In accord with tradition and demand my shopping list for food and drink is on the way to being completed. Checked off. Done. Whatever word or phrase you choose to use. Yet it’s more than Christmas Day. For the second year we are gunning for a Boxing Day party. Last year we had invited some thirty people, but when we woke up on the morning of the 26th we took one look at the weather forecast and decided that we ought to tell those guests to stay at home. Notwithstanding, Messrs Fred and Bob showed up mid-afternoon, brushed a few inches of snow off their shoulders and declared, “It’s just a flurry!” They left three hours later, full and (very) happy.
No, this year’s intended party is bigger, and given both the benign weather forecast and the response to the invitations, it is live and huge. We expect over fifty people. I can’t wait! My cook and catering alter ego is already taking over. There is a battle plan, and it will be so much fun. I will write about the food in a later post.
With twenty-four hours to go until Christmas Eve, and the beginning of the princess of festivals (Easter being the Queen) I am personally content and spiritually happy about this celebration. Yet I have two subjects about which, before this season of goodwill truly kicks in, I wish to sound off.
The first is Christmas cards, and to be precise, photo-cards. Once upon a time I resisted these, thinking that they were too secular. But I have mellowed and adapted, and have grown to appreciate them. As a family we now embrace this form of Yuletide greeting. But! And it’s a serious “but” or objection. To all of those people who create and send these cards: May we please see a photo of all the family. Please? Christmas is not about our children but rather about all of us as a family.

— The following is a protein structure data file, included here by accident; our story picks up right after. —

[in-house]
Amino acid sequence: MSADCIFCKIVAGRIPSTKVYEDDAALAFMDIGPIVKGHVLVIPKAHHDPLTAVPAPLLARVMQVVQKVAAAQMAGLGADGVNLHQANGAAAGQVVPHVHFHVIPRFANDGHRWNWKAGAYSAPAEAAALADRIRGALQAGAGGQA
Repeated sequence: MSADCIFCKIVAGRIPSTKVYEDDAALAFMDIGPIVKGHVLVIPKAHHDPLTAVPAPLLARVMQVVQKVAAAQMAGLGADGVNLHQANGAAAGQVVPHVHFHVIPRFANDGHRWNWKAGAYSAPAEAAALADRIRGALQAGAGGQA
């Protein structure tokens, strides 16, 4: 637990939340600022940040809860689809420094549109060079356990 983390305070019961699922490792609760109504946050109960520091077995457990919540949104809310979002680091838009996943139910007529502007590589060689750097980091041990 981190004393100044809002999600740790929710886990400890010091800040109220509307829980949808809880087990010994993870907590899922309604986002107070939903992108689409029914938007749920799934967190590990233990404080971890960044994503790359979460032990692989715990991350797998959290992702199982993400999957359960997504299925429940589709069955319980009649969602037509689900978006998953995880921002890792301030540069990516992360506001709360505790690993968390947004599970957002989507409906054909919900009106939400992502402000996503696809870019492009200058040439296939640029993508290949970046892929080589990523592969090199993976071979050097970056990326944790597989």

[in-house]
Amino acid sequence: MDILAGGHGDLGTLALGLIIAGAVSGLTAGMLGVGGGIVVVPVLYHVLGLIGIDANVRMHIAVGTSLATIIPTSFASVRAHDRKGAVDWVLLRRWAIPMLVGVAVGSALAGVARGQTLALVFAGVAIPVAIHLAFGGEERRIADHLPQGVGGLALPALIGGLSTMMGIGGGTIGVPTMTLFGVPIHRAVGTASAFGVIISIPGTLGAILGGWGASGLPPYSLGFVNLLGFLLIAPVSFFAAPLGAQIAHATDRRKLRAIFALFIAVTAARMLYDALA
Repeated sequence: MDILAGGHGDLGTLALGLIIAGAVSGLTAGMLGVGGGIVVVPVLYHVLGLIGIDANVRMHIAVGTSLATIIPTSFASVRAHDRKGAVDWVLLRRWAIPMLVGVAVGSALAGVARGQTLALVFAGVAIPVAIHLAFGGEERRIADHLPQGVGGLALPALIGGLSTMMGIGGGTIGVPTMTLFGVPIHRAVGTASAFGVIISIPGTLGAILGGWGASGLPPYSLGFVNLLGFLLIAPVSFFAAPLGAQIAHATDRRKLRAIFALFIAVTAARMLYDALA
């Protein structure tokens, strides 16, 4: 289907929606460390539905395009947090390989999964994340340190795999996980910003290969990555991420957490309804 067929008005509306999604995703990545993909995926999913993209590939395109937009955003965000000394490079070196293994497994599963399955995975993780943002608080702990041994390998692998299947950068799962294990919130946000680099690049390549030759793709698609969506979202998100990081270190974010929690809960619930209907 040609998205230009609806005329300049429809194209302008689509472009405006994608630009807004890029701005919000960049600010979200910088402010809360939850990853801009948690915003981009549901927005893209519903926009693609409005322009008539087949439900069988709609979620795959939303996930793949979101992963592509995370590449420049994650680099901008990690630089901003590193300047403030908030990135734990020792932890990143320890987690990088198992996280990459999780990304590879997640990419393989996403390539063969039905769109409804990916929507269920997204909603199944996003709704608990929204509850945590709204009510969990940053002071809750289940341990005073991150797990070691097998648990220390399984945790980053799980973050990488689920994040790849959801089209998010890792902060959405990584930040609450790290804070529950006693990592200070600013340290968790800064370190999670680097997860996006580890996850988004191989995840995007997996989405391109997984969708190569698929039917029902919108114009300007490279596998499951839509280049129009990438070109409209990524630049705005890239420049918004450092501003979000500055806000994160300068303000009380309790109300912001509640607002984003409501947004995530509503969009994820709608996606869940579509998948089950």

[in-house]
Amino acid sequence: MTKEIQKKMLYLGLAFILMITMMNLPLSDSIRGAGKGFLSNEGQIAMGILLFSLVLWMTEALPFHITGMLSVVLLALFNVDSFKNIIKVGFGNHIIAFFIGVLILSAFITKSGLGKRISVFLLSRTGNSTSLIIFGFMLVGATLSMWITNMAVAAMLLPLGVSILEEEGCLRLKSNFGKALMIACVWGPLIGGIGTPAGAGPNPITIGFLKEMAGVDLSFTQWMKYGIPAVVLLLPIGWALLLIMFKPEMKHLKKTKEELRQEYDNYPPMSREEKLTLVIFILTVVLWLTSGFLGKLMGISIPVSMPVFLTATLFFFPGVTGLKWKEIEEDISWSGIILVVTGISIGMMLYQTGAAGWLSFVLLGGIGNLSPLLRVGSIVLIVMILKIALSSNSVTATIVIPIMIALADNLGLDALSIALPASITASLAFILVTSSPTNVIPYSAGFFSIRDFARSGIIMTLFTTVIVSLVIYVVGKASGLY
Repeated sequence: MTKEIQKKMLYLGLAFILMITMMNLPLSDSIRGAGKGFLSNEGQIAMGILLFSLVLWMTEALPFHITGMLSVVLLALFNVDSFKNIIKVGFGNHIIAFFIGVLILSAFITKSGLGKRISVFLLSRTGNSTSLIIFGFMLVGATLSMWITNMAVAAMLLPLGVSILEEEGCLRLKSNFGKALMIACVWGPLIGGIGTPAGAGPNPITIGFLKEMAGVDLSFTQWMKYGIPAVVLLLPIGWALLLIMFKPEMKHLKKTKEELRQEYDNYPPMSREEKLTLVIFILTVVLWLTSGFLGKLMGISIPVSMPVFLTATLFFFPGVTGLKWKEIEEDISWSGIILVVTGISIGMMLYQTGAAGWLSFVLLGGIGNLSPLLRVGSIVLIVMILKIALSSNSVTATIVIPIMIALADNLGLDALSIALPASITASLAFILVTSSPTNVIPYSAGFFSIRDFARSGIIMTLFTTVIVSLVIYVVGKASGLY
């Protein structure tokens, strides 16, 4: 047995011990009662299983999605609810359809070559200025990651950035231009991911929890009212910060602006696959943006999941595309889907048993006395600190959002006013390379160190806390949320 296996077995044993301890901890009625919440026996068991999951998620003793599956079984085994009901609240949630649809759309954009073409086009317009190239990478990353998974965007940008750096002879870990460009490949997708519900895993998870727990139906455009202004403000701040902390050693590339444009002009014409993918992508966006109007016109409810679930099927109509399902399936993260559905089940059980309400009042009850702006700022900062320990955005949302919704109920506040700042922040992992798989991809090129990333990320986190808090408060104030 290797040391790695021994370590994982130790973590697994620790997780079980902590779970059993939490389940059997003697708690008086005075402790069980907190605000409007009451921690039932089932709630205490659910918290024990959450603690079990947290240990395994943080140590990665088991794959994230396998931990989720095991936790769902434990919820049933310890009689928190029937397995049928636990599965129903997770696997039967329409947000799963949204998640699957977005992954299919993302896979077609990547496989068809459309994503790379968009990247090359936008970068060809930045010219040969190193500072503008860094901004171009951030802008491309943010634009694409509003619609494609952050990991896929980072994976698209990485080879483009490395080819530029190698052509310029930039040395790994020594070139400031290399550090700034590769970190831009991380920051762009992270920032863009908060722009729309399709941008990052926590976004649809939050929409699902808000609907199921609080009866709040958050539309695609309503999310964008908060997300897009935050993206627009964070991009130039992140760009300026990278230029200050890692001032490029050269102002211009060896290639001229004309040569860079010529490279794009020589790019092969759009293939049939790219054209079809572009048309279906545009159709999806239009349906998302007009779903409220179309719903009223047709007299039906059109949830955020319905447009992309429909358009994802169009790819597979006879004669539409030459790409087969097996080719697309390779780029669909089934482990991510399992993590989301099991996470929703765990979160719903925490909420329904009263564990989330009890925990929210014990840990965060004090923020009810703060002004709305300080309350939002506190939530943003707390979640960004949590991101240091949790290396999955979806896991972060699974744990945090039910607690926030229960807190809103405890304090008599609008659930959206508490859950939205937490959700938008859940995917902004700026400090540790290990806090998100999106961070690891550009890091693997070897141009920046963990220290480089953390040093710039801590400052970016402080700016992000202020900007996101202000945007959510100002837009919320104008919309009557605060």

My second bugaboo, which oscillates between irritation and actually being rather cross, is the class of clergy who, on Facebook or other social media, complain of being busy, even over-worked at Christmas. Those posts about the number of services, the production of service bulletins, and the “Oh! I can’t wait until Christmas afternoon, etc.”
Guess what, guys? Don’t be so bloody pathetic. It’s not only what we do – it’s what we are called to do. I may write and sound like an old ordained fart, but I still recall my curacy, twenty five years ago, and the twenty-plus services over three days, bringing carols and sacramental grace to old and young, churched and un-churched. Stop bleating and start posting stuff that doesn’t draw attention to you! No one, in the real world, is in the least bit interested!
Now, about this coming party…